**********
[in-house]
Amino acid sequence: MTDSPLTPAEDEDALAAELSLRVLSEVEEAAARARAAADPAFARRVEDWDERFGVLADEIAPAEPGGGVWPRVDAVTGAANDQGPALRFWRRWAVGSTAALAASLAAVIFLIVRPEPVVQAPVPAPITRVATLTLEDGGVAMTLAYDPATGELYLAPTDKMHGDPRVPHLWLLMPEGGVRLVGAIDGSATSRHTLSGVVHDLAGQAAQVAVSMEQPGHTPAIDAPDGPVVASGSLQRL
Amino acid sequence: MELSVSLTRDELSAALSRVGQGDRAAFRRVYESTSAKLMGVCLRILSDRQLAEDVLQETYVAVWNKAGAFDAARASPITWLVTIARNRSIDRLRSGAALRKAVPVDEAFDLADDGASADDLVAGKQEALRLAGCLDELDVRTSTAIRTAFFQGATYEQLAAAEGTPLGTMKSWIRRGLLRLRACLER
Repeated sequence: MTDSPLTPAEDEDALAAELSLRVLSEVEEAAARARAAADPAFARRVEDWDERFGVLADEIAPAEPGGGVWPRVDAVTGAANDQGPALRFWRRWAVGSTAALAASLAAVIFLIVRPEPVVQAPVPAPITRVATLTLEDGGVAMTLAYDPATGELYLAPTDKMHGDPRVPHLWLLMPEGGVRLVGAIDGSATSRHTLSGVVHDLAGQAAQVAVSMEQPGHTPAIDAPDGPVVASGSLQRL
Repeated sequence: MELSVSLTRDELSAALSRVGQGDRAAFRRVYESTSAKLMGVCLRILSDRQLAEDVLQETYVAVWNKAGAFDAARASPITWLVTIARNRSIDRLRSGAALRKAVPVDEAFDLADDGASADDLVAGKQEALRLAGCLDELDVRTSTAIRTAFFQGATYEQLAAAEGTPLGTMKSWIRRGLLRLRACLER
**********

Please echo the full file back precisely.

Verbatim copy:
[in-house]
Amino acid sequence: MTDSPLTPAEDEDALAAELSLRVLSEVEEAAARARAAADPAFARRVEDWDERFGVLADEIAPAEPGGGVWPRVDAVTGAANDQGPALRFWRRWAVGSTAALAASLAAVIFLIVRPEPVVQAPVPAPITRVATLTLEDGGVAMTLAYDPATGELYLAPTDKMHGDPRVPHLWLLMPEGGVRLVGAIDGSATSRHTLSGVVHDLAGQAAQVAVSMEQPGHTPAIDAPDGPVVASGSLQRL
Amino acid sequence: MELSVSLTRDELSAALSRVGQGDRAAFRRVYESTSAKLMGVCLRILSDRQLAEDVLQETYVAVWNKAGAFDAARASPITWLVTIARNRSIDRLRSGAALRKAVPVDEAFDLADDGASADDLVAGKQEALRLAGCLDELDVRTSTAIRTAFFQGATYEQLAAAEGTPLGTMKSWIRRGLLRLRACLER
Repeated sequence: MTDSPLTPAEDEDALAAELSLRVLSEVEEAAARARAAADPAFARRVEDWDERFGVLADEIAPAEPGGGVWPRVDAVTGAANDQGPALRFWRRWAVGSTAALAASLAAVIFLIVRPEPVVQAPVPAPITRVATLTLEDGGVAMTLAYDPATGELYLAPTDKMHGDPRVPHLWLLMPEGGVRLVGAIDGSATSRHTLSGVVHDLAGQAAQVAVSMEQPGHTPAIDAPDGPVVASGSLQRL
Repeated sequence: MELSVSLTRDELSAALSRVGQGDRAAFRRVYESTSAKLMGVCLRILSDRQLAEDVLQETYVAVWNKAGAFDAARASPITWLVTIARNRSIDRLRSGAALRKAVPVDEAFDLADDGASADDLVAGKQEALRLAGCLDELDVRTSTAIRTAFFQGATYEQLAAAEGTPLGTMKSWIRRGLLRLRACLER